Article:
Argentina: A. Galgano, Policlínico Bancario Pulmonar Lab, Buenos Aires; H. Ariza, Hosp. Municipal de Agudos "Mi Pueblo" Buenos Aires; V. Criquet, Sanatorio Privado María Mater, Buenos Aires; S. Lupo, Instituto Caici Santa Fé; G. Ambasch, Nuevo Hospital San Roque, Córdoba; HH Altieri, Hospital Centro de Salud Zenon Santillan, Tucumán; R. Rojas, Centro Privado de Cardiología, Tucumán; USA: D. Britt, Longmont Medical Research Network, Longmont, CO; J. Hohengarten, Colorado Otolaryngology Associates, Colorado Springs, CO; E. Lane, Connecticut Sinus Center, Bridgeport, CT; S. Singh, SARC Research Center, Fresno, CA; J. Sullivan, Parkway Medical Center, Birmingham, AL; N. Kao, Allergic Disease & Asthma Center, Greenville, SC; J. Baker, Allergy, Asthma & Dermatology Research Center, LLC, Lake Oswego, OR; J. Adelglass, Research Across America, Carrollton, TX; D. Blaine, Charlottesville Medical Research, Charlottesville, VA; J. Bundy, Mercy Health-Canadian County, Yukon, OK; M. Collins, Clinical Research Consultants, Inc., Hoover, AL; M. DiGiovanna, DiGiovanna Family Care Center, North Massapequa, NY; P. Johnson, ENT Consultants of Winchester, Inc., Winchester, VA; B. Lansford, NEA Clinic, Jonesboro, AR; D. McNeil, Optimed Research, Columbus, OH; R. Nielsen, Ear, Nose, & Throat Center of Salt Lake, Salt Lake City, UT; J. Parker, Highland Clinic, Shreveport, LA; W. Preston, Jackson Clinic, Jackson, TN; B. Rankin, University Clinical Research – DeLand, DeLand, FL; R. Sterling, Sterling Ear, Nose, & Throat, PA, Orangeburg, SC; M. Tarpay, Allergy, Asthma & Clinical Research Center, Oklahoma City, OK; R. Gower, Rockwood Clinic, Spokane, WA.
Anon JB, Jacobs MR, Poole MD, Ambrose PG, Benninger MS, Hadley JA, Craig WA: Antimicrobial treatment guidelines for acute bacterial rhinosinusitis. Otolaryngol Head Neck Surg. 2004, 130 (1 Suppl): 1-45.
Doern GV, Brueggemann AB, Huynh H, Wingert E, Rhomberg P: Antimicrobial resistance with Streptococcus pneumoniae in the United States, 1997–98. Emerg Infect Dis. 1999, 5: 757-765.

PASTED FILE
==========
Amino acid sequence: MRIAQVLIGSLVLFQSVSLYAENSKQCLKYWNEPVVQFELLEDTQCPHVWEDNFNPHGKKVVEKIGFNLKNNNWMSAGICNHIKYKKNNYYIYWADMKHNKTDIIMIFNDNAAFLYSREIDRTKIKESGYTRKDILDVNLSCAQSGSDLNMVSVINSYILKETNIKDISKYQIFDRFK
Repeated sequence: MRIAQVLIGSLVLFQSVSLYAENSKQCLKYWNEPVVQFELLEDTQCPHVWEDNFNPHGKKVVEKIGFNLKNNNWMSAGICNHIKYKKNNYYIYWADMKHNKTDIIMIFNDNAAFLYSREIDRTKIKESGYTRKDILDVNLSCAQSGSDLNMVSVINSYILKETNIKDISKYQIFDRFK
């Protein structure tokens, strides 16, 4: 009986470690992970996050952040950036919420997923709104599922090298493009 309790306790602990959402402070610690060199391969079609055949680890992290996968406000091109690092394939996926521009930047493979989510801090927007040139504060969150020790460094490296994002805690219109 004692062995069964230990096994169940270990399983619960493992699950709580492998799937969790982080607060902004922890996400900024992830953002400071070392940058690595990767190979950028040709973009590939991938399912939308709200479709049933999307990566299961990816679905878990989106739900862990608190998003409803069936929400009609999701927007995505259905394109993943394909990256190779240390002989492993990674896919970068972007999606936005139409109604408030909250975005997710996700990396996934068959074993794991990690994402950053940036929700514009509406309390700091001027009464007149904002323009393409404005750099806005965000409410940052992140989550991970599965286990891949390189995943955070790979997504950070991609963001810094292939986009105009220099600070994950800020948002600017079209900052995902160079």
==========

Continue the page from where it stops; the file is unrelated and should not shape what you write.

Thornsberry C, Ogilvie PT, Holley HP, Sahm DF: Survey of susceptibilities of Streptococcus pneumoniae, Haemophilus influenzae, and Moraxella catarrhalis isolates to 26 antimicrobial agents: a prospective U.S. study. Antimicrob Agents Chemother. 1999, 43: 2612-2623.
Jacobs MR, Bajaksouzian S, Zilles A, Lin G, Pankuch GA, Appelbaum PC: Susceptibilities of Streptococcus pneumoniae and Haemophilus influenzae to 10 oral antimicrobial agents based on pharmacodynamic parameters: 1997 U.S. surveillance data. Antimicrob Agents Chemother. 1999, 43: 1901-1908.
Jacobs MR, Felmingham D, Appelbaum PC, Grüneberg RN, The Alexander Project Group: The Alexander Project 1998–2000: susceptibility of pathogens isolated from community-acquired respiratory tract infection to commonly used antimicrobial agents. J Antimicrob Chemother. 2003, 52: 229-246. 10.1093/jac/dkg321.
Edmiston CE, Krepel CJ, Kehl KS, Seabrook GR, Somberg LB, Almassi GH, Smith TL, Loehrl TA, Brown KR, Lewis BD, Towne JB: Comparative in vitro antimicrobial activity of a novel quinolone, garenoxacin, against aerobic and anaerobic microbial isolates recovered from general, vascular, cardiothoracic and otolaryngologic surgical patients. J Antimicrob Chemother. 2005, 56: 872-878. 10.1093/jac/dki348.
Jones ME, Staples AM, Critchley I, Thornsberry C, Heinze P, Engler HD, Sahm DF: Benchmarking the in vitro activities of moxifloxacin and comparator agents against recent respiratory isolates from 377 medical centers throughout the United States. Antimicrob Agents Chemother. 2000, 44: 2645-2652. 10.1128/AAC.44.10.2645-2652.2000.
Gehanno P, Darantiere S, Dubreuil C, Chobaut JC, Bobin S, Pages JC, Renou G, Bobin F, Arvis P, Stass H: A prospective, multicentre study of moxifloxacin concentrations in the sinus mucosa tissue of patients undergoing elective surgery of the sinus. J Antimicrob Chemother. 2002, 49 (5): 821-826. 10.1093/jac/dkf014.
Gehanno P, Berche P, Perrin A: Moxifloxacin in the treatment of acute maxillary sinusitis after first-line treatment failure and acute sinusitis with high risk of complications. J Int Med Res. 2003, 31 (5): 434-447.